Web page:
After the Mohegan Tribe formally announced the formation of its gaming management group Mohegan Gaming Advisors(MGA), the group quickly received plenty of publicity in the major publications such as the Wall Street Journal, the New York Post and the Associated Press.
MGA will pursue management contracts and consulting agreements—such as marketing, human resources, expansion advice and spending issues—for casino and entertainment businesses. But as reported by The Day, the MGA’s birth was first noted late last year when Mitchell Etess, former president and chief executive officer of Mohegan Sun, relinquished his casino post to focus on other ventures as CEO of the Mohegan Tribal Gaming Authority.
According to the Associated Press, the MTGA previously handled contracts, including the agreement with Westchester, New York-based developer Louis Cappelli to develop the Mohegan Sun Concord in the New York Catskill’s region to be managed by MGA. In May, the MTGA partnered with Concord Associates to develop the $600 million casino and racing facility slated to open by spring 2013 on the site of the historic Concord Hotel—a premiere destination from the 1950s and 1960s that was shut down in 1998 and demolished in 2008.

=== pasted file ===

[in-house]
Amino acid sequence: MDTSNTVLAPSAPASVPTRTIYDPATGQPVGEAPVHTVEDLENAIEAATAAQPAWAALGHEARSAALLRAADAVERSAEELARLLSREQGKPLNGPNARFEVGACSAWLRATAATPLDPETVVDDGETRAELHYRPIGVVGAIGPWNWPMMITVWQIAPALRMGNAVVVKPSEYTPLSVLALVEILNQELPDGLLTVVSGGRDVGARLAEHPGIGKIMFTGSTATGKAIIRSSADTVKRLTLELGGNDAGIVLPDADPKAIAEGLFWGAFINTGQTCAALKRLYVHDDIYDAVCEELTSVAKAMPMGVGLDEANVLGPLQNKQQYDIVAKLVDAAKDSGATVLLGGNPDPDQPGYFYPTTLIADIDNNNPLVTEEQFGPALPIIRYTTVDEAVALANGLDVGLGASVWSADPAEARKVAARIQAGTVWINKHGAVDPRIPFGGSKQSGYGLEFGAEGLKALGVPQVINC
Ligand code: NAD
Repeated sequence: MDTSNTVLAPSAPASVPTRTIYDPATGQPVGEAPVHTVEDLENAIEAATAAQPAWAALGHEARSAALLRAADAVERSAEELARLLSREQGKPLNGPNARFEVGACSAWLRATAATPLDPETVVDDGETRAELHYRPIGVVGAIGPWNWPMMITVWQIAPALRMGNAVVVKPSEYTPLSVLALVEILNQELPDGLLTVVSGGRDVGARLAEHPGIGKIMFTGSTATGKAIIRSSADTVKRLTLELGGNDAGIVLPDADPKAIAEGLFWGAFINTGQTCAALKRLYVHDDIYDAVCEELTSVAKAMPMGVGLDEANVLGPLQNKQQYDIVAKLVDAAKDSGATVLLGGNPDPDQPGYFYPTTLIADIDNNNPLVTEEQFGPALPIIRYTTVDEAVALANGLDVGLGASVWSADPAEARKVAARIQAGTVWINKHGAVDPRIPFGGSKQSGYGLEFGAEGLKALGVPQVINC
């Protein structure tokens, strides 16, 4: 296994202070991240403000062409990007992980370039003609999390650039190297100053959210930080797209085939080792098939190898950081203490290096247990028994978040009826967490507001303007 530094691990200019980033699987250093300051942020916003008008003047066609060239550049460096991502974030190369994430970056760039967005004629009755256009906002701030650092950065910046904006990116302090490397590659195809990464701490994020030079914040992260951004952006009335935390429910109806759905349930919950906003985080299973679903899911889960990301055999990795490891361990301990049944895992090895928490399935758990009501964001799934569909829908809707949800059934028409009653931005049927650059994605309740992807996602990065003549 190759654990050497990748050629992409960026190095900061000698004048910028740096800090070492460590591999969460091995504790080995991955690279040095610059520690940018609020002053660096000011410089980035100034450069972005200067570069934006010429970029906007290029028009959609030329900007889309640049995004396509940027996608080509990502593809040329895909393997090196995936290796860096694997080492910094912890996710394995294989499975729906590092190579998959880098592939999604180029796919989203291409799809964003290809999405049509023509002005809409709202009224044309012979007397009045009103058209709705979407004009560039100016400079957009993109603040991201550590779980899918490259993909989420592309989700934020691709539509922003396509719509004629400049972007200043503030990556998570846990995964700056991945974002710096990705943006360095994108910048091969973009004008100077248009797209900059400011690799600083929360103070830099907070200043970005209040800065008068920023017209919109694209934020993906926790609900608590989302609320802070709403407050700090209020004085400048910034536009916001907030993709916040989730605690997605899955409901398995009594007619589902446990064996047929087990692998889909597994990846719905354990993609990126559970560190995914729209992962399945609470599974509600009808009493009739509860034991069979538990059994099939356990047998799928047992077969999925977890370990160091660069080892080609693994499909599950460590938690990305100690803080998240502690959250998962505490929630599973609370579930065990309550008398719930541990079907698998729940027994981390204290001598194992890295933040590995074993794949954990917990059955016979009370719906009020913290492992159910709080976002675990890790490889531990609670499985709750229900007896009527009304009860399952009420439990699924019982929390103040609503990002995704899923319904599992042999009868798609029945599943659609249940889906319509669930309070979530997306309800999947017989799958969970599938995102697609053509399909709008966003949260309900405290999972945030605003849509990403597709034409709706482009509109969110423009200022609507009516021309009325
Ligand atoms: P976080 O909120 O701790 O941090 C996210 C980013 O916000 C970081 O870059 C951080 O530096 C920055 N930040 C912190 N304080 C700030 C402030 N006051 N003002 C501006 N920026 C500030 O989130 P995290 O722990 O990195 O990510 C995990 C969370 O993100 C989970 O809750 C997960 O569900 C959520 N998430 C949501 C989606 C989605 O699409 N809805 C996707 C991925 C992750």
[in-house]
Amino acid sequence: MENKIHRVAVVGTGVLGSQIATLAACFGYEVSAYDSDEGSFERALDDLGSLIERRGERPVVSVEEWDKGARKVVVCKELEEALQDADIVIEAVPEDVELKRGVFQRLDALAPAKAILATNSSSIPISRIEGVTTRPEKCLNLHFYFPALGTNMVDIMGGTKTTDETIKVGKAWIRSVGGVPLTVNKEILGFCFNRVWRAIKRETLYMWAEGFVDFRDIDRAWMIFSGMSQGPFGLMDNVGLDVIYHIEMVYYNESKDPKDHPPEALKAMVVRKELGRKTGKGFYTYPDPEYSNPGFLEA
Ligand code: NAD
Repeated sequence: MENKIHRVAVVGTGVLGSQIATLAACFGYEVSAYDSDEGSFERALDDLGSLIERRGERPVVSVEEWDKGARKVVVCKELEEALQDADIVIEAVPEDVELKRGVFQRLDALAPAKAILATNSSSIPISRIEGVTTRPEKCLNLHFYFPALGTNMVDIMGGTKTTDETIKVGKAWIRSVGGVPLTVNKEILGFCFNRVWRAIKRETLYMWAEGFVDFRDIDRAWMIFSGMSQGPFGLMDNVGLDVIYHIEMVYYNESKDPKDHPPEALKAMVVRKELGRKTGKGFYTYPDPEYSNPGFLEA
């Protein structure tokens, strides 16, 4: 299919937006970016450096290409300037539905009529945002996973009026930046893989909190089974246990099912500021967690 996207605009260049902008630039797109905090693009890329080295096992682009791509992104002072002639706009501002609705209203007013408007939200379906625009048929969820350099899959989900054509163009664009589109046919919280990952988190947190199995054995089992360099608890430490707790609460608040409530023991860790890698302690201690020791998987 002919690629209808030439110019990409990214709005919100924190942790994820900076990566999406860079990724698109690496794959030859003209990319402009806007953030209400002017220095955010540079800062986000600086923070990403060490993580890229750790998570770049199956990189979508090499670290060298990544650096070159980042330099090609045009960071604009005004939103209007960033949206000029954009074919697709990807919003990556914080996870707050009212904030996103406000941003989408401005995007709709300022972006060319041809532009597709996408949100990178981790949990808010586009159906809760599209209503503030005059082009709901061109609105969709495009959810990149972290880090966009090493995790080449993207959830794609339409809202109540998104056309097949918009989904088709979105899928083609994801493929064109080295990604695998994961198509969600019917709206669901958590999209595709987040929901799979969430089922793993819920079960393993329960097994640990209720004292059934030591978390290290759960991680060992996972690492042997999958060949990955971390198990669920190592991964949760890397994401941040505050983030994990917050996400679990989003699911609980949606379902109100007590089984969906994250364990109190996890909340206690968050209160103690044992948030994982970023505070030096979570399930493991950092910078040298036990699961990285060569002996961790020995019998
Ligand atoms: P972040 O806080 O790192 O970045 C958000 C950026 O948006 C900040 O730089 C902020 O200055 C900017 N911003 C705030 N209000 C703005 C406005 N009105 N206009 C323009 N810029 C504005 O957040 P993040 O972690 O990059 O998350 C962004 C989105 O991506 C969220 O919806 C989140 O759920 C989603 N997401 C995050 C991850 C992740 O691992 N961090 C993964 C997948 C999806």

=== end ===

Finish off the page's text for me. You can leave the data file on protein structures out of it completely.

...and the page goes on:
“Going forward, MGA will be responsible for any management contracts we have, including those projects we’re already involved with,” Etess said Thursday in a phone interview with The Day. “This release today is about us getting our name out there and getting additional management contracts.”
According to the MGA’s website, its top management includes Gary Van Hettinga as president and Toby Arnheim as senior vice president of project management.
Paul Brody is vice president of development and Paul Tresnan is director of program management.
Peter Schultz, who served as vice chairman of the Mohegan Tribal Council from 2000 to 2005 is the project coordinator; Joseph Lobe as senior financial analyst and David Rome is listed as the senior regulatory counsel.
Etess told The Day, “We believe our experience and track record are solid,” Etess said. “We come in as owners and operators with the ability and wherewithal to get things done … in the Native American space or commercially. As a tribally owned company we’re sensitive to cultural issues, but we’re not focusing on tribal projects over commercial ones.”